34. There were a number of elements to the submission. The father argued that the boys' expressed wish to make the move to Iran should carry particular weight because it was informed by actually having visited the country and seen what there was to offer. He also argued that there were no welfare considerations to put into the scales against the boys' wishes. Their relationship with their mother was weak, he said, and there was no sign of it improving so, in his submission, there was no justification to keep them here against their wishes in the hope that it would get better. In any event, the father said, the relationship could be maintained by the mother visiting Iran, which in oral evidence he offered to pay for, and the boys would also see her when they came back for the summer holidays each year to visit their extended family.

    35. I am not persuaded by the father's arguments concerning the boys' wishes and feelings. Contrary to his submission, it is apparent from the judgment that there were very good reasons not to accede to those wishes. The judge was entitled to find, having evaluated the evidence, that the boys had been influenced by their father. She was also entitled to take the view that, although they knew what Iran was like by virtue of the time that they had spent there, they did not really understand what a permanent move to Iran would entail.

    36. One of the consequences of the move would, on the judge's findings, be damage to the boys' relationship with the mother. Supported by the CAFCASS officer's evidence, the judge found that, despite their poor perceptions of her, the boys love their mother and want a relationship with her, wanting to spend quality time with her and do fun things together. She also found that it would be in their best interests to have a relationship with her. These findings contradict the father's submission that, putting it in shorthand terms, there was really not enough in their current relationship with their mother to justify keeping the boys here. The father underlined this aspect of his argument by submitting that the prospect of things improving with the mother if the boys remained in this country was poor. However, the CAFCASS officer did not share his pessimistic view and the judge placed reliance on her oral evidence that she was hopeful that things could be improved (see, for example, A46/7 of the transcript of the CAFCASS officer's evidence, and §38 of the judgment). In any event, even if the hope of improvement was a vain one, the view could validly be taken that it would be better that the present position should continue than that, as the judge concluded would happen if the permanent move to Iran occurred, the existing damage to the relationship should be compounded. The judge had no faith in the father encouraging contact, and she had grave doubts regarding how much would actually take place following a move, whether by telephone or Skype or visits. In all the circumstances, the position in relation to the boys' relationship with the mother was a heavy weight in the scales against the move, and both the judge and the CAFCASS officer were right to have regard to it alongside the boys' own wishes and feelings.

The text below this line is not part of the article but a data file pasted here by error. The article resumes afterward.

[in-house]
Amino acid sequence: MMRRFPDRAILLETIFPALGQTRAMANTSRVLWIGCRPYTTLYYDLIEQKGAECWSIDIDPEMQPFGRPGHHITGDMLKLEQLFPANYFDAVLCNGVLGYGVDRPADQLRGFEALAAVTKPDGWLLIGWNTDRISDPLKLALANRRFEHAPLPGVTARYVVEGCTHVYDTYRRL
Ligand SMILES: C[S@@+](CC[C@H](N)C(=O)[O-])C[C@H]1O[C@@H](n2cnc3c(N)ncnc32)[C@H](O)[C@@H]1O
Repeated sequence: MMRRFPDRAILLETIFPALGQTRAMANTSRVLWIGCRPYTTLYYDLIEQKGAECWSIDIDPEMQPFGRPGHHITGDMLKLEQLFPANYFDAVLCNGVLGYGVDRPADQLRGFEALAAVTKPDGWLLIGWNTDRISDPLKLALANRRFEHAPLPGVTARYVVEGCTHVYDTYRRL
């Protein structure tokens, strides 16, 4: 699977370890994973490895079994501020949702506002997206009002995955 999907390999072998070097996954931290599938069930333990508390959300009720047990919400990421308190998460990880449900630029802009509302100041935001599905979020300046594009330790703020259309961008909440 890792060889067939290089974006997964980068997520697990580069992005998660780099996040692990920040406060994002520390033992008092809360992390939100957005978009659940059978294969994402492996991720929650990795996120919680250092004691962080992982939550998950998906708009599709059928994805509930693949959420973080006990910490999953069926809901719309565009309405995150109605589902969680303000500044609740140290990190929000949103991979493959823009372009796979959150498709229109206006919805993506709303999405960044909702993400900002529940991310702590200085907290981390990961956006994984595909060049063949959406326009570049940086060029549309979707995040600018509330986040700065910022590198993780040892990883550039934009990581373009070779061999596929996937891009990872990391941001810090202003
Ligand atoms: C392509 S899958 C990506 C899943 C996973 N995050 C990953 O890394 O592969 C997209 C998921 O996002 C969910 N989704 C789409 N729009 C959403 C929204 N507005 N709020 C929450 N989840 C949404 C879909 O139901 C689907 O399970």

37. Furthermore, I would not criticise the judge for concluding that L and B had not fully understood what the move to Iran would entail. She was right to observe that they had only been there on holiday and entitled to take the view that they were looking at Iran through rose-tinted spectacles. Moving to live there permanently would build on what they knew already, but would inevitably be different in ways which the judge was entitled to consider the boys could not presently appreciate. It is also material to remember that what L had been expecting of life in Iran was not, in fact, going to happen, by virtue of the change of plan from attending a private school to engaging in a construction apprenticeship. Construction was not mentioned by L to the judge; he told her he wanted to go into the performing arts. The father argued before us that the children's views changed all the time and that what L said to the judge about the performing arts was just a snapshot of how he felt then. The judge set too much store by this aspiration of L's, the father said, whereas in organising an apprenticeship, he was responding flexibly to L's changing views. In this connection, although developments following the hearing before Hogg J are not material to the appeal, I cannot help but note that the father volunteered to us the information that L is in fact at drama school now. The reason that he told us this was to demonstrate that he was responding to L's wishes and needs, informing us that L now has an offer of a drama school place in Iran which he could take up if the family went to live there. But, in fact, the information was, perhaps, an unintended indicator of the strength (or otherwise) of his "snapshot" argument.